The state Department of Ecology wrote a single standard for fixing polluted sites around the Foss. And EPA regulators supervised a plan to dredge out the worst sediments in the Foss while the city worked upstream to shut off pollution sources.
“It took us two or three years to really convince people that that was the right strategy,” said Karen Larkin, former assistant director of Tacoma Public Works.
The dredging alone took four years. Some 425,000 cubic yards of the toxic muck were barged out to the St. Paul Waterway next to what was then the Simpson Tacoma Kraft Co. pulp mill. There, the toxic muck was buried in a sealed disposal site and placed under a permanent cap, which created about 12 acres of new land for the mill’s industrial use.
The decaying and creosote-treated marina piers were ripped out and replaced with sturdier concrete, which does not have the same harmful effect on waterway chemistry.
“This was clearly a city kick-starting the development of its front porch,” Jones said.
The process played out over more than two decades of site evaluations, chemical testing, policy writing and physical effort. It was not without problems — fresh contamination discoveries called for several rounds of retesting. Then, in 2006, the EPA said the in-water work was done.
The rebirth of the canal as the front lawn of the city was already underway. The first condominium building on the water, Thea’s Landing, opened in 2002 just in time for the dredging to start.
“If that wouldn’t have been kind of a done deal in 2002, we probably wouldn’t have moved forward with Thea’s Landing,” said Scott Carino, the project’s builder.
Fresh waterfront development
The marinas and condominium buildings along the reborn Foss are the product of work by the Foss Waterway Development Authority, a city-appointed agency created to revive what the city labeled an “underutilized and blighted waterfront area in the heart of the city.”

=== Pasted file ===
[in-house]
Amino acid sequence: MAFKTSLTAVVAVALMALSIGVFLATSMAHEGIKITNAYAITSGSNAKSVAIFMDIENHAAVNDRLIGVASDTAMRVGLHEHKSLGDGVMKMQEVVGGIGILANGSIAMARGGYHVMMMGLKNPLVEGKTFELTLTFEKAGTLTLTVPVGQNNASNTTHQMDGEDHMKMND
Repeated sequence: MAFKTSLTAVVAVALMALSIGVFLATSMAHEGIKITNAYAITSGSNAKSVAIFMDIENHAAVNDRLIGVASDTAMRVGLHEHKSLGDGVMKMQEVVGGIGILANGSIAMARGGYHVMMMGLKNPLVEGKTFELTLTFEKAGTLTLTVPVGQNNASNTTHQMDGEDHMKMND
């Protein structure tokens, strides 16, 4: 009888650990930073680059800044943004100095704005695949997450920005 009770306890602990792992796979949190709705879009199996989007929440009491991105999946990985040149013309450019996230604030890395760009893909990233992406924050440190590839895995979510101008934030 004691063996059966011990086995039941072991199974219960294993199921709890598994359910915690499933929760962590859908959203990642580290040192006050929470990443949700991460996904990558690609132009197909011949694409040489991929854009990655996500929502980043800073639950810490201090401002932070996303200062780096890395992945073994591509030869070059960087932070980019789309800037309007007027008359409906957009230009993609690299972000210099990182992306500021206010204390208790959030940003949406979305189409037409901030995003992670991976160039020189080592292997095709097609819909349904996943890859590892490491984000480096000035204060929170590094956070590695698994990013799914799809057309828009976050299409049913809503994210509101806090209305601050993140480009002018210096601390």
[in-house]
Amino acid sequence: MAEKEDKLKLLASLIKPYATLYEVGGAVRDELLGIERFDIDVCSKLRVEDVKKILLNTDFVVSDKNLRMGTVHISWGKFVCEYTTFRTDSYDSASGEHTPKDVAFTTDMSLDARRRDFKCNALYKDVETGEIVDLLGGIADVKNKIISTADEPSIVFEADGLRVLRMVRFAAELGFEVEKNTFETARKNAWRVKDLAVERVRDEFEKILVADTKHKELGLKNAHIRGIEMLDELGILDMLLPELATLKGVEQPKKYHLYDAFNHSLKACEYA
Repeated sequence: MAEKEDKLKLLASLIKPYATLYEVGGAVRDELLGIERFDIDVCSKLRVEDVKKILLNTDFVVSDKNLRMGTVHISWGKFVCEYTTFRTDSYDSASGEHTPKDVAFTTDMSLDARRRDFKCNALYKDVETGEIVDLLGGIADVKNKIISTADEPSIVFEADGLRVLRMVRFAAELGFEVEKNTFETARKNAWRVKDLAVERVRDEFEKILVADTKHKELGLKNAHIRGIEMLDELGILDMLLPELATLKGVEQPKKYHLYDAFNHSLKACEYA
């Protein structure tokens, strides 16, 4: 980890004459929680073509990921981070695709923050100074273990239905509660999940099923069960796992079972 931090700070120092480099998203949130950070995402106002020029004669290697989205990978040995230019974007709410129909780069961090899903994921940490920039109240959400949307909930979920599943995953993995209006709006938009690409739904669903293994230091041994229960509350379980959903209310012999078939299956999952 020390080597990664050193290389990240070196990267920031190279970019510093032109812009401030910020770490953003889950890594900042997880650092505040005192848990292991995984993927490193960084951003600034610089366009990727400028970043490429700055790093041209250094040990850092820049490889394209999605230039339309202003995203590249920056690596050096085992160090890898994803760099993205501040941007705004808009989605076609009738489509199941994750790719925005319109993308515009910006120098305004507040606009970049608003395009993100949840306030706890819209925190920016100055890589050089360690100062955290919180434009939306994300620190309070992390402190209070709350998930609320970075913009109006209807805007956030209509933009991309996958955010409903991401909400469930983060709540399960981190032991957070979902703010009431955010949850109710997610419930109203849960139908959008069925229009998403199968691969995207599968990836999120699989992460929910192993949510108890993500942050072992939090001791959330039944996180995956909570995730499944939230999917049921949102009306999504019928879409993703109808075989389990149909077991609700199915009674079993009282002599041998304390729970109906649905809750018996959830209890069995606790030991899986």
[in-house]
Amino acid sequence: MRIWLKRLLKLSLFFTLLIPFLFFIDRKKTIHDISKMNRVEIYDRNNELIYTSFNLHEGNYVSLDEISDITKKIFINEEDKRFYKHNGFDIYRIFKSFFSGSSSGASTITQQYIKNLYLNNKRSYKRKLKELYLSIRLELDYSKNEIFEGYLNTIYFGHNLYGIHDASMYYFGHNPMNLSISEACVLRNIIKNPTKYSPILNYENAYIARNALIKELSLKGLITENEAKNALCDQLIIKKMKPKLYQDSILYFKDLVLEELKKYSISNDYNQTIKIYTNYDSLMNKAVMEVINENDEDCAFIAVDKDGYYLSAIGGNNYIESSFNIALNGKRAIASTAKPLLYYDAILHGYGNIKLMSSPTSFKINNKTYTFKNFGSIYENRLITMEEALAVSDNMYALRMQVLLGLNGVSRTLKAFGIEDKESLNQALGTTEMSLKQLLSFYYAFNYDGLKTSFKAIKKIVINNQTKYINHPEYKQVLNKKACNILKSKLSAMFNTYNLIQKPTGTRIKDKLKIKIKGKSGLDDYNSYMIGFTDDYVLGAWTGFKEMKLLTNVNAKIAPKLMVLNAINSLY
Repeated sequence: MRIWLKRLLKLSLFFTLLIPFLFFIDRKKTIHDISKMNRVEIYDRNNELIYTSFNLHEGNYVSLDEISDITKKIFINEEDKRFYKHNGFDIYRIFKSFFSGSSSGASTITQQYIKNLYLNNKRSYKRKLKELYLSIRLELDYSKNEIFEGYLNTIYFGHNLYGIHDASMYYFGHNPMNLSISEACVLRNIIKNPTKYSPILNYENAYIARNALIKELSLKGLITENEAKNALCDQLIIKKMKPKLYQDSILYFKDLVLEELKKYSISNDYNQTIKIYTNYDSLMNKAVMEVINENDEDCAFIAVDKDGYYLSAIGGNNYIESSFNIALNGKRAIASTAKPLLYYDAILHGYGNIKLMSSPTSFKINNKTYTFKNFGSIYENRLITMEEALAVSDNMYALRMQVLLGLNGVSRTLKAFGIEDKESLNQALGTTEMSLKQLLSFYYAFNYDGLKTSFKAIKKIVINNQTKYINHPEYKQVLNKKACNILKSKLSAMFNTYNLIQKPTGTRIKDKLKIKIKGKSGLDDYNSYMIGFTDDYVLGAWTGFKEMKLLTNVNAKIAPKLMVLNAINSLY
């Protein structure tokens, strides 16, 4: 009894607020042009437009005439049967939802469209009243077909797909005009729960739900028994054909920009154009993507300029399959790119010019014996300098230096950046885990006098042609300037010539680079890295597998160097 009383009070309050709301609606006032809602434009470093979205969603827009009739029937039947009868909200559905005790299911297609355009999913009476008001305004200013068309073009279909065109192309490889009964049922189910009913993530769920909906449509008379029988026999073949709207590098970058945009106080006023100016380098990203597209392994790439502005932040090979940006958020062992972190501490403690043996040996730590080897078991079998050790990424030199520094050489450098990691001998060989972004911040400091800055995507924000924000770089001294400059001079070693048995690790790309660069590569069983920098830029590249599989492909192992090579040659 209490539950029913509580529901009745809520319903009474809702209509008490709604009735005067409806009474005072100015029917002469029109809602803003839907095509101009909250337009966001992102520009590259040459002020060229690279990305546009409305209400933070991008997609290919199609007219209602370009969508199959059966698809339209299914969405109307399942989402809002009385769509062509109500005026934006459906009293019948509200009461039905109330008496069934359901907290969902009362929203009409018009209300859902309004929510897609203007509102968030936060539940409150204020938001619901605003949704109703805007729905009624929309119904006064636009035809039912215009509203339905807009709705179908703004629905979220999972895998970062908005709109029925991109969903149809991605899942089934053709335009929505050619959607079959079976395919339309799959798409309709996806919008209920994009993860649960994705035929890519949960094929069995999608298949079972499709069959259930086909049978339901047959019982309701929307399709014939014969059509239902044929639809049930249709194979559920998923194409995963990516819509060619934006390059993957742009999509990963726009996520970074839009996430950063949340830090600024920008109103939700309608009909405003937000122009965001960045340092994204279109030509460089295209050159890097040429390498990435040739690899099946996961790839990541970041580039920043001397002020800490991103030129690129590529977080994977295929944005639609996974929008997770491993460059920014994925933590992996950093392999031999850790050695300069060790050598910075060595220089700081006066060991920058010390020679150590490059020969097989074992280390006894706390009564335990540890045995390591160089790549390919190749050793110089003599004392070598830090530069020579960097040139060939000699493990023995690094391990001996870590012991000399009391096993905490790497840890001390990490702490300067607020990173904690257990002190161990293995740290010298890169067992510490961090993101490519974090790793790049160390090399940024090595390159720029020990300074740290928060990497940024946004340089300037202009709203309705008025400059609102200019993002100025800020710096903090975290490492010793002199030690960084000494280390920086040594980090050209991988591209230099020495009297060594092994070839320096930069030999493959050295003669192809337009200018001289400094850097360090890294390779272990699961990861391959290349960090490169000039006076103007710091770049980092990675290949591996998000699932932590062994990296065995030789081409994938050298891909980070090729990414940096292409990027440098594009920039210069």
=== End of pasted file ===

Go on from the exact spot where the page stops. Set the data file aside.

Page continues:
Its work remains ongoing. The agency is helping to raise $12 million to build two parks and working to find developers for a handful of parcels.
“What’s great about this waterway is that it’s a working waterway at the foot of a downtown,” said Norm Gollub, the development authority’s director.
Marinas along the Foss report waiting lists for their allotments of slips where people can live aboard their boats full-time.
“That’s never happened before,” said Alan Gregory, a maintenance worker at Foss Harbor Marina. “People want to be here.”
Gregory, 51, has worked at the marina since 2005, when the waterway was being dredged. He said the cleanup of the waterway did come with one complaint.
“Some of the old-timers down here would complain when it started to get cleaned up,” he said, “because stuff would grow on their boats and they’d have to go clean it off. That never had happened before. Nothing would grow in the water.”
A walk along each side of the 1.2-mile Foss today reveals the area as an unfinished centerpiece of the cityscape. Its landscaped pedestrian esplanade winds past condominium buildings, the Museum of Glass, restaurants, park spaces and state-of-the-art marinas — as well as vacant lots and concrete slabs fringed by untamed blackberry-vine growth.
The pleasant walk peters out at the head of the canal, where the barbed-wire-topped fence of Berg Scaffolding marks the point at which new urbanism abuts the old industry of the port side of the Foss.
No waterfront pedestrian esplanade exists on the eastern side, and even inland the sidewalks nearest the waterway precariously skirt busy commercial traffic and railroad tracks.
The future of the east Foss waterfront remains unclear. Port industries have opposed allowing the west Foss’ condo-building growth to spread there, out of fear of an incursion on the needs of heavy industry. The one new building among the aging industry is the Urban Waters Institute, built next door to an array of oil-storage tanks after port-based concerns beat back a proposal to build condominiums on the Foss’ traditionally industrial side.
Some of that industrial landscape of the eastern side could change soon.
Berg Scaffolding is on a short lease while the Foss Waterway Development Authority gets the money and plans together for a park there that will cater to kayakers and other users of human-powered watercraft. Farther down the waterway, the former site of the J.M. Martinac Shipbuilding Corp., Tacoma’s oldest shipyard, sits derelict after 90 years in business. A homeless person’s campsite sat next to the property’s for-sale sign one recent afternoon.
Meyer said the Martinac site’s next life would fit with the new life of the Foss if it incorporated a water-dependent use — a boat-repair facility, for example. Overall, he said, the port needs to formulate a plan for the future of the eastern side.
“Now’s the perfect time to do it,” Meyer said.